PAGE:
Each week, a professional investor tells MoneyWeek where he’d put his money now. This week: Alex Wright, portfolio manager, Fidelity Special Values.
Our aim is to invest in value stocks with downside protection and unrecognised potential for change. This typically means investing in companies that have already underperformed and where there is little or no value ascribed to any recovery potential. The companies I invest in tend to have very low valuations, or a balance sheet “moat” that should stop their share prices falling below a certain level (for example, high inventory and cash levels, intellectual property, etc).
By building a portfolio of stocks that are in different stages of recovery, the aim is to deliver outperformance across different market environments. Several types of events could significantly improve a company’s earning power but may not be reflected in the current share price – for example, changes in the company’s competitors or market, a new product line or an expansion into new business areas.
There’s currently a good supply of investment ideas across companies of all sizes and a range of sectors. However, with average valuations slightly lower among smaller companies, I continue to hold significant positions in this area. Financials stand out as unloved in the UK, with many investors highly sceptical of banks. But the consensus ignores the change in many banks’ corporate cultures and business models, which are becoming less risky and more focused on generating sensible cash returns.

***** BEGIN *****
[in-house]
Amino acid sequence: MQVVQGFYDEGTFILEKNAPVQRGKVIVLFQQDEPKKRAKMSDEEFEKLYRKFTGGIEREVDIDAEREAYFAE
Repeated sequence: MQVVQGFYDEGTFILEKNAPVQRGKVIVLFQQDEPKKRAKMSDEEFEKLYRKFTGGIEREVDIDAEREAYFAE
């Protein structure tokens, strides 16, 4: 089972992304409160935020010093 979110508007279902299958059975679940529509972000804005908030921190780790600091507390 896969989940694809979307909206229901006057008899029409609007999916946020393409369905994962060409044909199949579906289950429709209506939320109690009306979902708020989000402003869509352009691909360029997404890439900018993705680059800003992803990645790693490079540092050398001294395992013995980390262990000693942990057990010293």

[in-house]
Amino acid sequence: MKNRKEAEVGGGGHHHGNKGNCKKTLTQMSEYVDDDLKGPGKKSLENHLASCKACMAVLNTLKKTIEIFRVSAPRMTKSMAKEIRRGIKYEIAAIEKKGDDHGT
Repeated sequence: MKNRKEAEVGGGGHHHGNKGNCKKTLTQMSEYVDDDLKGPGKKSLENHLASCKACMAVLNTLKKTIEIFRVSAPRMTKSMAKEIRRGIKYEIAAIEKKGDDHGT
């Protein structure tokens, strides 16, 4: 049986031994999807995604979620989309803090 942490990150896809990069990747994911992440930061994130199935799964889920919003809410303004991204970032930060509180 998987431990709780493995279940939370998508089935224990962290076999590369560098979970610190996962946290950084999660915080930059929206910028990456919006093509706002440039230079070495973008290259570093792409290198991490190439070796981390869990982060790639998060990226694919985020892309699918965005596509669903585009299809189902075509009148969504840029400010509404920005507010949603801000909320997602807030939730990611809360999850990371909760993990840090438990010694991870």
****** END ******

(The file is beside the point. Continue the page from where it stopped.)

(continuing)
Among small caps, my positions are much more stock-specific, tied to individual instances of change at industry or company level. Take UK car dealerships – these are poised to benefit from improved profit margins as rising new car sales boost demand for the lucrative after-sales support services they provide.
Companies I like include Lloyds Banking Group (LSE: LLOY). Today’s share price does not reflect the ongoing shift in the company, from being a high-risk business to a much less risky one. Lloyds now has an attractive, dominant position in the consolidated UK retail market.
So it offers exposure to an economy on the way to recovery. It will also have the ability to pay higher dividends in time. As the bank’s fundamentals began to improve, it started paying dividends again, signalling its return to growth, and attracting new income investors. Our analysis suggests the stock could yield 6% in 18 months, a level of income growth that is scarce among large companies.
HomeServe (LSE: HSV) sells insurance against boiler breakdowns, and is making good progress in what could prove a very profitable international expansion. The company offers a mix of accelerating growth, a high dividend and very strong cash generation. There are very few companies in this industry growing revenues organically at 10%, with very little macro risk, while converting close to 100% of profits into cash. These relatively low-risk growth opportunities combined with a capital-light business model mean shareholders could see significant returns of capital over time.
UDG Healthcare (LSE: UDG) operates in the stable healthcare industry, providing supply chain, distribution and marketing services. The strong, cash-generative company should benefit from healthcare firms shifting towards outsourcing their non-core, fixed-cost activities – the market hasn’t appreciated this opportunity sufficiently. In order to profit from this shift, UDG is boosting its market share by adding complementary businesses, boosting its top line and earnings.